Although this headline may appear to be the title of a very bad children's book, it actually refers to something we all have lurking on our shelves: the tattered volume that looks as if it should have been tossed out years ago, but still remains nearby. You might even have a little shrine for it between bookends on your desk.
More often, however, your rattiest book is lost in the stacks. It probably has a distinctive, if not always pleasant, scent; a missing dust jacket; boards that are, at best, cracked if not altogether shredded; a threadbare spine; dogeared pages awash in marginalia and highlighted passages; and mysterious stains from decades of proximity to food and beverages.
To qualify as a genuine rattiest book, it must be one you purchased new, kept with you much of your life and would never part with voluntarily. From its shelf perch, your rattiest book has witnessed changing relationships, houses, jobs and friends, not to mention the ongoing arrivals and departures of other, much nicer looking books--cooler books, bestsellers, autographed books or first editions that have slipped through your hands like water while the rattiest book held on.
Let me introduce you to my rattiest book: Walden and Other Writings of Henry David Thoreau, a Modern Library edition I bought new one summer during my college years--probably in 1969 or 1970. At the time, Thoreau mattered more to me than almost anyone, living or dead. I made pilgrimages to Concord, visited Walden Pond and tried to ignore the beachgoers; left a pebble at his grave in Sleepy Hollow Cemetery. I carried Walden in my Army surplus knapsack every day then, opened it constantly like a holy book, and over a relatively brief period of time beat it to within an inch of its biblio-life.
My rattiest book is still here to tell the tale.
Reading this week about ancient texts from the Vatican and Oxford libraries going online, as well as Larry McMurtry's upcoming "Last Booksale," I couldn't help thinking about "value" because my rattiest book is the most valuable volume in my collection. Although I hadn’t opened it for a long time, yesterday I knew exactly where to find it.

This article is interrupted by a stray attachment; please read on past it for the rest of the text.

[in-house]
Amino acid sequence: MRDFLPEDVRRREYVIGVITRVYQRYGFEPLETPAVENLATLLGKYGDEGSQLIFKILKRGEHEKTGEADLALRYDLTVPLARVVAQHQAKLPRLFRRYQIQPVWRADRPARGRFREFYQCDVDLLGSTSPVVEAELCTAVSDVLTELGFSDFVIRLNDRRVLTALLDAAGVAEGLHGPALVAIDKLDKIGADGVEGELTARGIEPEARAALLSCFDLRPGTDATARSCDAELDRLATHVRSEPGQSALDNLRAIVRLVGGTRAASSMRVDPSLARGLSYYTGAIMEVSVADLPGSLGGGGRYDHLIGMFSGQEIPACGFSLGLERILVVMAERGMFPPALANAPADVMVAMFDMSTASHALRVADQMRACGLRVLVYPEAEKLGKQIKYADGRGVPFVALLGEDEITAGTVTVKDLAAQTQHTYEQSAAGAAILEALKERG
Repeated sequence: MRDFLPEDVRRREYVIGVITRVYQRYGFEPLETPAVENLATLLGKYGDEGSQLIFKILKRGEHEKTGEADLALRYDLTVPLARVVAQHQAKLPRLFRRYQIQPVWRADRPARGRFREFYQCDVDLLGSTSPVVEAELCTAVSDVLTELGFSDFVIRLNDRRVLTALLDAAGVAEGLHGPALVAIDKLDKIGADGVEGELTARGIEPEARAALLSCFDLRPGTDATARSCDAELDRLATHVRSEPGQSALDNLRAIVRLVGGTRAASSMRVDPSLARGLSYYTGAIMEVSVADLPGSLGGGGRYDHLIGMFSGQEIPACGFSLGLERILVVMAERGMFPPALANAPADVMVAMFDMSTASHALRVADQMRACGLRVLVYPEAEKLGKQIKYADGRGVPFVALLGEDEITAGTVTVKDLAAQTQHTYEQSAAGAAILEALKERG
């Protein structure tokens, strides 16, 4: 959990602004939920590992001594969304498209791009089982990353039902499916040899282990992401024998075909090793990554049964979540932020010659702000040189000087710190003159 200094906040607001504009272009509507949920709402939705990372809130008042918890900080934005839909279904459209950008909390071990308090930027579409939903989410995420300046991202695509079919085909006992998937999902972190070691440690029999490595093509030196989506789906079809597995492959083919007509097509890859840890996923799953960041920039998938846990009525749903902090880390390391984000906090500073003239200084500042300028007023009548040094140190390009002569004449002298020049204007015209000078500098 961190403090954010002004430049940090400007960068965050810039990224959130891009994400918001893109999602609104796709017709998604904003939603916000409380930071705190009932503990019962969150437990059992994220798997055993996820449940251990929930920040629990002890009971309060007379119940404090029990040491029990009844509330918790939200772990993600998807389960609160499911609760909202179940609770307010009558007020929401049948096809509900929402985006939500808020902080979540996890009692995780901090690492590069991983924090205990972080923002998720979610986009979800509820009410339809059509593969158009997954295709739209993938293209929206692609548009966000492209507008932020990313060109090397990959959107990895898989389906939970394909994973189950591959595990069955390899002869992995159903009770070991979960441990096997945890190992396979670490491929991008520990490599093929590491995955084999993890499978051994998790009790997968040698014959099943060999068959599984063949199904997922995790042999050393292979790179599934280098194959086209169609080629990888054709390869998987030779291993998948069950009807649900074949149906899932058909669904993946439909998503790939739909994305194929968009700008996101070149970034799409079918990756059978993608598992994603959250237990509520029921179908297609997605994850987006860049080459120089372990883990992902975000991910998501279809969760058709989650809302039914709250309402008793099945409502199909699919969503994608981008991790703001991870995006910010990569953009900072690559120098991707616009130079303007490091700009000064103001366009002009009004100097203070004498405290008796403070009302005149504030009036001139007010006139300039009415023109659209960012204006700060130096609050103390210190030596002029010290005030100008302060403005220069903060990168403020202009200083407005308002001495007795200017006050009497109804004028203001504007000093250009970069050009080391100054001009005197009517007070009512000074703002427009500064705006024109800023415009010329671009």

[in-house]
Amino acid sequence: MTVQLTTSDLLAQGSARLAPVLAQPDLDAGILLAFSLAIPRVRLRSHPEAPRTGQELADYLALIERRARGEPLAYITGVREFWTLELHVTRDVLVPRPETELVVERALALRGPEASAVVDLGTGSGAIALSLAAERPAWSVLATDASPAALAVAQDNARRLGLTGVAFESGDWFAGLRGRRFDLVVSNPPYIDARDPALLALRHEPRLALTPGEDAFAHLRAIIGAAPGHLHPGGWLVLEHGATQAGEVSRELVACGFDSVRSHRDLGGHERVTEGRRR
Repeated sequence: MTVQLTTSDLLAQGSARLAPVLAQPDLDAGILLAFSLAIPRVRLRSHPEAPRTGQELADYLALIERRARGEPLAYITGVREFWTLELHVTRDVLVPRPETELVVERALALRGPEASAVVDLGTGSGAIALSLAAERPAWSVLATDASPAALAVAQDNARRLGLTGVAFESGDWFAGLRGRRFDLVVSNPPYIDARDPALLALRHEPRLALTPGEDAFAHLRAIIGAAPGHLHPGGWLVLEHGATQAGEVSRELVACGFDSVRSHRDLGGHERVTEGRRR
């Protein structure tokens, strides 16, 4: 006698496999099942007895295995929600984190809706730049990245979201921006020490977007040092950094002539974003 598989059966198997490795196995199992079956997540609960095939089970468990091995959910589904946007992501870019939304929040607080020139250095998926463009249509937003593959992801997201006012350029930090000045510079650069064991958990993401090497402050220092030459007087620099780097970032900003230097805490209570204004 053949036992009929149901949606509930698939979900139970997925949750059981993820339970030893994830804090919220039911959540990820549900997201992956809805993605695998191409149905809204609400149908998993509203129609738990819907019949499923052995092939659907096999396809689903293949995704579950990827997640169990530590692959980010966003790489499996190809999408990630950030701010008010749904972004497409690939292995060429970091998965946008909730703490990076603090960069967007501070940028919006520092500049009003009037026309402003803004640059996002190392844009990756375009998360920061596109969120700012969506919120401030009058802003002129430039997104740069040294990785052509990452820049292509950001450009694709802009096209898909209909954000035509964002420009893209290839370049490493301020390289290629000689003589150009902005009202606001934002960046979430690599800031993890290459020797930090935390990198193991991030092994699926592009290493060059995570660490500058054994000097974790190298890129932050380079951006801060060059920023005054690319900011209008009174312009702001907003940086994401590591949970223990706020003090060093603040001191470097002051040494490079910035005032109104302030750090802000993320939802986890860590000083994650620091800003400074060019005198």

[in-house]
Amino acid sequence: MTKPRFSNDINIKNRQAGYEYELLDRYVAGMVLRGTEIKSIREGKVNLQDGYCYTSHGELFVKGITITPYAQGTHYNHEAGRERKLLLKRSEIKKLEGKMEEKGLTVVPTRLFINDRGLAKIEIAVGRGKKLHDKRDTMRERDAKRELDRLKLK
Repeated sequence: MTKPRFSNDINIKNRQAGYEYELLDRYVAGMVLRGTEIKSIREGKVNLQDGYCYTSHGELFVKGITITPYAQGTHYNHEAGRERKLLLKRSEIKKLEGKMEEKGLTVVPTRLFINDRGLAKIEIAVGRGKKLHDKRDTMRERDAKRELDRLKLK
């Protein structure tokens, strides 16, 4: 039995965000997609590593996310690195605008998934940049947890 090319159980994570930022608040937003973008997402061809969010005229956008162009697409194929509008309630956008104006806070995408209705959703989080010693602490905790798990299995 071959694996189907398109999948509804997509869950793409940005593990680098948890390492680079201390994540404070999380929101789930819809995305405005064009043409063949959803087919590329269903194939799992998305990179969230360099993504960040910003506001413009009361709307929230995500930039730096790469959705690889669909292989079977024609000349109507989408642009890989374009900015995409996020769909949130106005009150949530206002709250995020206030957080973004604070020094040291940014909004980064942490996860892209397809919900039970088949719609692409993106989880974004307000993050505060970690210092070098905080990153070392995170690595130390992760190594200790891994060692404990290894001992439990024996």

Three years ago, I wrote in a column: "Hidden in an old, broken down Modern Library edition of Henry David Thoreau's Walden was a bookmark from the Hartford Bookshop, Rutland, Vt. Although the bookmark reassured me that the shop was 'est. 1835,' the sad truth is that the Hartford did not make it beyond the 1970s."
Now I open my copy of Walden to the same bookmarked page and wonder when I first put that marker there and why. I read a few lines: "I learned this, at least, by my experiment: that if one advances confidently in the direction of his dreams, and endeavours to live the life which he has imagined, he will meet with a success unexpected in common hours." I liked to underline passages then. Here more of the page is highlighted than not. Guess I grew more selective over the years.
I flip pages back to the beginning. Scribbled on the flyleaf, half-title and title pages are what I can only call "poems in the manner of Thoreau," which I wrote in earnest then and scan now with no small measure of embarrassment. But that emotion isn't quite accurate. My rattiest book is a time machine. The poems are markers, too.
I think the patron saint of rattiest books must be the rodent protagonist of Sam Savage's brilliant novel Firmin (Coffee House Press), in which an intellectual rat with a literal as well as literary taste for good books lives in a bookshop where, at one point, he observes the proprietor examining recent purchases from an estate sale:
The rat's suggestion makes sense, especially when I consider the chilling possibility of other people reading my at once awful and oddly precious Thoreauvian poetry. Leave it to my old buddy Firmin to come up with the perfect way to celebrate the true value of our rattiest books.--Published by Shelf Awareness, issue #1726.